— The Ragged Trousered Philanthropists • Robert Tressell

... O'Rourke's country, and returned to Tyrone driving before him 4,000 head of cattle. While proceeding at this rate he wrote soothing and flattering words to the Queen. It was for her majesty he was fighting; he was chastising her enemies and breaking stiff-necked chiefs into her yoke; and he begged that she would not credit any stories which his ill-willers might spread abroad against him. On the contrary he hoped she would determine his title and rule without ...
— The Land-War In Ireland (1870) - A History For The Times • James Godkin

... friend. The matter is one upon which my father keeps his own counsel, even from the Princess Userti. Perhaps it is because he will not change the policy of his father, Rameses; perhaps because he is stiff-necked to those who cross his will. Or it may be that he is held in this path by a madness sent of some god to bring loss and shame ...
— Moon of Israel • H. Rider Haggard

... sort of thing; that's the worst of it; and you'll never be let to sit down, and that's a bore. But you've strong legs. It would never do for me. I could never stand out a long tragedy in Drury Lane, with my neck in a stiff white choker, and my toes screwed into tight dress boots. I'd sooner be a porter myself, for he can go to bed when the ...
— The Kellys and the O'Kellys • Anthony Trollope

... of Jane as "Pink and Blue." Sometimes I thought from her manner that she would a little rather I wouldn't come so often. I thought she didn't look up at me so pleasantly as she used to at first, and seemed a little stiff; but, as I had a majority in my favor, I continued my visits. I always had one good look at her when I said good-night; but it made the red come, so that I had to hurry out before she saw. It seemed to me that her cheeks then looked pinker than ever, ...
— Atlantic Monthly, Vol. 7, No. 43, May, 1861 • Various

... fresh roots as it grows, which, when the tree is at its full age, may be found six or eight feet from the ground, to which the shoots gradually tend in regular succession; the leaf is very thick and stiff and about eight inches long and nine wide, the interval between the roots offer secure hiding places for those who are suddenly pursued. Another circumstance assists the pirate when pursued.—As the islands belong to several different nations, when pursued ...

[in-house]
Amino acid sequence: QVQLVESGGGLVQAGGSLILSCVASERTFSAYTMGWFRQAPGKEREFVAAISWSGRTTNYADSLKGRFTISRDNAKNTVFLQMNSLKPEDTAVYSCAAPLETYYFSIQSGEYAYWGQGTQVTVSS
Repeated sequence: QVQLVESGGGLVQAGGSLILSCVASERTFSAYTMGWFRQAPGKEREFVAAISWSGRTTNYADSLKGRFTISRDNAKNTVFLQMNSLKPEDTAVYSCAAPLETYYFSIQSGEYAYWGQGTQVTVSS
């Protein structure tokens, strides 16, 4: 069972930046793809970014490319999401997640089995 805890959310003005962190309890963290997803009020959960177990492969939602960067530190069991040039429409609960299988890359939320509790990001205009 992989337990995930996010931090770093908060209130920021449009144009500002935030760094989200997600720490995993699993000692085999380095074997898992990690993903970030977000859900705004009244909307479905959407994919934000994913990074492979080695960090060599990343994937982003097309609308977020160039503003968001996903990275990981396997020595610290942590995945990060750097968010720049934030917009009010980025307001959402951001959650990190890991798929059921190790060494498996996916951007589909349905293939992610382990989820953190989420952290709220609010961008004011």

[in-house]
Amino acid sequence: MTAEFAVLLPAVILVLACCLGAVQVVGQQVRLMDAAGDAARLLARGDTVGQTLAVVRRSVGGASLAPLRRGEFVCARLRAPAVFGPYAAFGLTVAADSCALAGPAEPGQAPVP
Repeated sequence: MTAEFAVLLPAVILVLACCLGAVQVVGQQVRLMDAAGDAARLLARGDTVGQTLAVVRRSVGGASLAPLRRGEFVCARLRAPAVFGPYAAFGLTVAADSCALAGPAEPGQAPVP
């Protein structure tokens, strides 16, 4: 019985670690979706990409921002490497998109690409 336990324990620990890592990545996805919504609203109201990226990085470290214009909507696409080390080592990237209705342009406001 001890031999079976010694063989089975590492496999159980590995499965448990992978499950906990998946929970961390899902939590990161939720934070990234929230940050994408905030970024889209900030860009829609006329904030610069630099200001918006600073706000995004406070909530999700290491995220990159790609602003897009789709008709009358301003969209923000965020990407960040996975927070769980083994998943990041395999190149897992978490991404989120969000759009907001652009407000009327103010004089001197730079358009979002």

— The Pirates Own Book • Charles Ellms

... moment outraged by the seditious and mutinous enrolment of the Nationalist Volunteers; in one month the devoted Commons read a third time the Home Rule Bill, the Welsh Church Disestablishment Bill and the Plural Voting Bill, and in the very same month the stiff-necked and abominable Lords for the third time threw out the Home Rule Bill, the Welsh Church Disestablishment Bill and the Plural Voting Bill. It was terrific. The newspapers could scarcely print it—or anything—terrifically ...
— If Winter Comes • A.S.M. Hutchinson

... till deep in January, when the weather was engaged late one afternoon in keeping the promise of a January thaw in the form of the worst snow-storm of the winter. Then she came thumping with her umbrella-handle at his door as if, he divined, she were too stiff-handed or too package-laden to press the latch and let herself in, and she almost fell in, but saved herself by spilling on the floor some canvases and other things which she had been getting at the artist's-materials store near by. "Don't bother about them," she said, "but take ...
— The Daughter of the Storage - And Other Things in Prose and Verse • William Dean Howells

... land where men are white all things are possible. So be it, white men; the girls will not go begging! Welcome again; and welcome, too, thou black one; if Gagool here had won her way, thou wouldst have been stiff and cold by now. It is lucky for thee that thou too camest from the Stars; ...
— King Solomon's Mines • H. Rider Haggard